Biometric systems are making their way into the retail space and are gaining popularity as an authentication method for digital features online and in-store. As retailers enhance the customers’ seamless shopping experience, using facial recognition or fingerprints has expedited their transactions. Apple’s release of fingerprint recognition in the iPhone 5S in 2013 and Face ID in the iPhone X in 2017 were the earliest consumer products to use biometric technology successfully. This feature has become widely used across phone manufacturers as consumers adapt to using their identity as a built-in firewall. As of 2022, 80% of smartphones now have biometrics enabled.

Enhanced Security Options Across Multiple Segments

One of the key benefits of implementing biometrics in a retail environment is the enhanced security it provides to prevent fraud and deter shoplifting. Retailers lose nearly $100 billion annually from return fraud, coupon stacking and bots. Fingerprint and facial recognition technology ensure that people are who they say they are, significantly reducing the risk of identity theft and unauthorized access to consumer information.

Aside from consumer tech products, travel and hospitality brands have led the way for biometric implementation. The Walt Disney World Resorts has been using fingerprint technology (FPS) for its guests as a safety countermeasure to prevent ticket fraud. Most families’ investment in a week-long vacation at Disney World precipitated the need for identity insurance. Customers can opt-in to FPS as part of their Disney Experience, which uses their fingerprint scan as a digital tapstyle to enter its hotels, restaurants and theme parks.

The most widely recognized representation of biometrics is CLEAR, an identity verification company that targets airline passengers. CLEAR uses facial, iris and fingerprint biometrics to ensure that members have smooth transitions at airport security checkpoints. The technology has also been implemented at concert arenas and sports stadiums nationwide. Later this year, the company will launch CLEAR pods, passerby scanning kiosks that will quickly verify members’ identity using facial image recognition.

As consumer adoption becomes the norm, retailers have integrated biometrics into their omnichannel strategies. Contactless payments have seen the most traction, leveraging mobile-friendly tactics to implement payment technology advances, like palm scanning. Palm scanning uses hand geometry to identify individuals based on the shape and veining of their hands. It was first used as a point-of-entry protocol at the 1996 Olympics and is now a feature in the payment technology facilitated by Amazon One. Amazon One is a contactless service that lets you use your palm to pay, enter, or identify yourself. The service will roll out across the brand’s grocery locations and has been adopted by top-tier airport retailers in Atlanta, Los Angeles and New York and by alcohol vendors at sports arenas to vet a buyer’s age for alcohol purchases.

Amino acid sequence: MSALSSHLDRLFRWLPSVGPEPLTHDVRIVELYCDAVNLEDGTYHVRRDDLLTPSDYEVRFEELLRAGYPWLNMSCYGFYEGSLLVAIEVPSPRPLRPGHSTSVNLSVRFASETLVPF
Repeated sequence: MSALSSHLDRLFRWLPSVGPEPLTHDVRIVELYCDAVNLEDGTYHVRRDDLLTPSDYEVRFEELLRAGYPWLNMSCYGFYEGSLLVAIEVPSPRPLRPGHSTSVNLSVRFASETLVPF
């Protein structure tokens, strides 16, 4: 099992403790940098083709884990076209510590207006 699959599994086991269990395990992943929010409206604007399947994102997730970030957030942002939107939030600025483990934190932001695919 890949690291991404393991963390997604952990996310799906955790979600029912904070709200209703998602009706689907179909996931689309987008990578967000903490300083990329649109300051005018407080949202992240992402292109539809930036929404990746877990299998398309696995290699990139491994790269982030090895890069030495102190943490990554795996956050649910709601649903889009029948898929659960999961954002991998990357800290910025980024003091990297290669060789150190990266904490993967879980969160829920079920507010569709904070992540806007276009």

Just the Facts

Consumers have come to rely on biometric authentication as a point of entry security measure. The multi-factor authentication expedites purchasing decisions as consumers no longer need to fumble for cash or cards or remember complex passwords for their transactions. Among online shoppers, 60% of fingerprint scan users use this method, compared to 58% that use facial recognition to validate purchases more than once a week.

Only some people are on board. Some consumers concerned with privacy have grown wary of how brands use their biometrics data. According to Security Magazine, 28% of consumers trusted that their biometric data–collected by face scans, voice scans, or fingerprints–was secure in 2022, a number that has fallen to 5% today.

Although regulations vary state by state, the Federal Trade Commission (FTC) proactively issued a policy warning that the increasing use of biometric technologies could impact consumer privacy, data security concerns and the potential for bias and discrimination. To date, biometrics language has been added to several existing state legislation, most notably in Illinois, Texas, New York, Vermont, and Washington.

It’s important to note that the use of biometrics is still evolving. Though there are some concerns about privacy and security, innovations are underway to ensure that data collection is handled responsibly and aligns with consumer convenience.